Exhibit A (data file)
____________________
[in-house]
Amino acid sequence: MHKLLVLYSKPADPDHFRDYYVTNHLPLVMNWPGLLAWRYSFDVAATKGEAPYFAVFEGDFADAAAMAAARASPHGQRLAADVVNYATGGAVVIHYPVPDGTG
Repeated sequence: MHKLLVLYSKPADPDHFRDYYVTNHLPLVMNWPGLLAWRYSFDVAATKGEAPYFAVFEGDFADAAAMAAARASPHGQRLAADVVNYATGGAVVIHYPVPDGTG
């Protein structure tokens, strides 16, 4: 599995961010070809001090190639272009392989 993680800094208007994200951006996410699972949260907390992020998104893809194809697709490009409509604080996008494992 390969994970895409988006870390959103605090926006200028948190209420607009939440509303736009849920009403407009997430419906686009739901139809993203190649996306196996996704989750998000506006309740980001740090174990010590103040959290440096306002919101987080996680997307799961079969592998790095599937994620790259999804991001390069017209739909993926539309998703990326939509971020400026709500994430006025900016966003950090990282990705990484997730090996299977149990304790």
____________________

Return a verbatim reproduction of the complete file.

[in-house]
Amino acid sequence: MHKLLVLYSKPADPDHFRDYYVTNHLPLVMNWPGLLAWRYSFDVAATKGEAPYFAVFEGDFADAAAMAAARASPHGQRLAADVVNYATGGAVVIHYPVPDGTG
Repeated sequence: MHKLLVLYSKPADPDHFRDYYVTNHLPLVMNWPGLLAWRYSFDVAATKGEAPYFAVFEGDFADAAAMAAARASPHGQRLAADVVNYATGGAVVIHYPVPDGTG
């Protein structure tokens, strides 16, 4: 599995961010070809001090190639272009392989 993680800094208007994200951006996410699972949260907390992020998104893809194809697709490009409509604080996008494992 390969994970895409988006870390959103605090926006200028948190209420607009939440509303736009849920009403407009997430419906686009739901139809993203190649996306196996996704989750998000506006309740980001740090174990010590103040959290440096306002919101987080996680997307799961079969592998790095599937994620790259999804991001390069017209739909993926539309998703990326939509971020400026709500994430006025900016966003950090990282990705990484997730090996299977149990304790």